Seven weeks. I was seven weeks pregnant when Christian stumbled out of the bathroom, in a fog of disbelief that wouldn't lift for another week, and told me it was positive. Life was flying full speed ahead, and we decided to climb on board, holding tight by the threads of our good intentions.
Now, there are only seven weeks left, maybe less. We're strapped in, backs slammed flat against the seat, totally helpless as this roller coaster climbs to it's dizzying peak. Nothing to do now but squeeze each other's clammy hands and wait. Wait for the split second of motionlessness and then that gut wrenching, heart dropping, breath stealing plummet into the unknown.
I have never been so terrified.
Somehow, thirty three weeks have shot by, and we still haven't even bought a carseat. Decided on a pediatrician. Gotten our membership to Costco. Taken a Lamaze class. Set up the bassinet, read The Happiest Baby on the Block, packed a hospital bag, stocked up on diapers, chose a nursing bra, arranged for time off, learned how to swaddle, picked out birth announcements, gone on a vacation, unpacked the baby clothes, ordered the stroller-- Looking back, I'm amazed we've managed to get our health insurance together. Hell, I'm amazed we've even managed to pick out a name.
And this, this shit is just the preparations we've yet to make. When I try to wrap my mind around the actual birth, the fact that when all is said and done, they will hand us this helpless little stranger and entrust his life to our hands. Four hands, might I add, that until fairly recently were nearly incapable of washing dishes without shattering a glass or two. How do people do this?
It's only a little comforting to realize that even the people who've been shooting up fertility drugs since I was in middle school and had the nursery professionally decorated before they even heard a heartbeat, the people who sat for professional pregnancy portraits and pre-ordered a lifetime supply of Huggies after the first ultrasound, those people... in reality, they're in for just as much of a shock as we are once their little bundle of whatever actually gets here. Not just when dear baby unswallows a stomachful of organic formula all over their $100 cashmere receiving blanket thirty seconds after they get them wrapped up, but the minute that they get them home and realize that all the parenting books in the world and all the planning and preparation you can squeeze into forty weeks is nothing in the face of a real live baby.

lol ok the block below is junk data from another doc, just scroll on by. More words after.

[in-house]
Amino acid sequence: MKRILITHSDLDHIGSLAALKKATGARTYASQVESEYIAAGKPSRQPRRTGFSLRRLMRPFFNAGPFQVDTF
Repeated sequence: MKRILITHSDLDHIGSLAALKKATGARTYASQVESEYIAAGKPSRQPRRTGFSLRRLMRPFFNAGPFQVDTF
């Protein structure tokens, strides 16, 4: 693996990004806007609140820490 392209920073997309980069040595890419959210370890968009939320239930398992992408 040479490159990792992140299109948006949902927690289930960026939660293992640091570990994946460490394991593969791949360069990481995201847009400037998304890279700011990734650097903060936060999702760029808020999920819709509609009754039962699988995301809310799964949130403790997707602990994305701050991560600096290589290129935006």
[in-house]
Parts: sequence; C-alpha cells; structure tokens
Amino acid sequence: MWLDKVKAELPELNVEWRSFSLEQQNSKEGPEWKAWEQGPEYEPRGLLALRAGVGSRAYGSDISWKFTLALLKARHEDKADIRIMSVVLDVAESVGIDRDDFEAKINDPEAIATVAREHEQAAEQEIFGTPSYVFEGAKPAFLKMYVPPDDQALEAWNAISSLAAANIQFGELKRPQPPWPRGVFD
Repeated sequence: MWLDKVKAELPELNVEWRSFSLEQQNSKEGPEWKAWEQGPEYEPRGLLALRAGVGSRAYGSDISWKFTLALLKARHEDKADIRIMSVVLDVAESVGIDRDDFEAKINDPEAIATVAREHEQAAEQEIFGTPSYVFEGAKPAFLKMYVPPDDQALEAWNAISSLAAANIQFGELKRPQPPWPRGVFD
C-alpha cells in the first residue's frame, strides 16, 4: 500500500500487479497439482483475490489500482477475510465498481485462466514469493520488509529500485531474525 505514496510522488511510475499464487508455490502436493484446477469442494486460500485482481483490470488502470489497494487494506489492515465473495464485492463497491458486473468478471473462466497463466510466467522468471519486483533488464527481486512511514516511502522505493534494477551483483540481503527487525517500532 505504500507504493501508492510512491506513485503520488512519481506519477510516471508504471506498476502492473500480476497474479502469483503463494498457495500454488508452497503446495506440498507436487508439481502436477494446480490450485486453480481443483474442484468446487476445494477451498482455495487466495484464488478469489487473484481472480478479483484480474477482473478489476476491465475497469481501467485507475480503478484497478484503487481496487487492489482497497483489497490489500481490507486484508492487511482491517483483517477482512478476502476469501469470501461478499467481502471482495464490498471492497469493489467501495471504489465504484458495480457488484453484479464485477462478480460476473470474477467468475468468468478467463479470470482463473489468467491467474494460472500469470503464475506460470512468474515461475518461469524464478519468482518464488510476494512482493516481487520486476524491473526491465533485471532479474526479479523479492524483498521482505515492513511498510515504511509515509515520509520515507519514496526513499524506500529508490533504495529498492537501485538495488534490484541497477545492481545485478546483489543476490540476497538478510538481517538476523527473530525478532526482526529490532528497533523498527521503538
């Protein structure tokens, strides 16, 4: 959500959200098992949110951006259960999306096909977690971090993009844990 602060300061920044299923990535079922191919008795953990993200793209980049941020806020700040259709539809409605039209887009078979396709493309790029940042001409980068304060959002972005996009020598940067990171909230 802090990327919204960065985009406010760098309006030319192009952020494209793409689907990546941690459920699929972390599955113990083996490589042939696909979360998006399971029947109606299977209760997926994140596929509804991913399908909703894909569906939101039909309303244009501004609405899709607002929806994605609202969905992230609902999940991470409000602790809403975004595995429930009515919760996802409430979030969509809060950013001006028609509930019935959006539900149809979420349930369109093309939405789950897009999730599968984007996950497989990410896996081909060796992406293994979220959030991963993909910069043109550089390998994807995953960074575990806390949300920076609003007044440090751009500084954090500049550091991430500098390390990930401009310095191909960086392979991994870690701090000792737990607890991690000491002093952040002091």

Parenthood, the great equalizer. We're all reduced to a puddle of nerves and love and hope and terror at the feet of our children. Without the help of a full time nanny, it's all on the job training, and we will screw up.
So, maybe Ian will still grow up to be a perfectly healthy, fully functioning member of society, despite the lack of matching crib bedding in his youth. Maybe stressing out over choosing a "parenting philosophy" (and then doing the requisite reading and buying the follow up dvd set) will just take away from actual parenting. Maybe he won't suffer developmental delays and be whisked away by social services after I inevitably bump his head on the door of the car when I'm trying to get him strapped in. And maybe, just maybe, I need to take a deep breath and recognize that if we trust our instincts and aren't afraid to ask for a little help when we need it, Mr. A, our spawn, and I will be just fine.
...But we've really got to get a carseat.
With love an crossed fingers,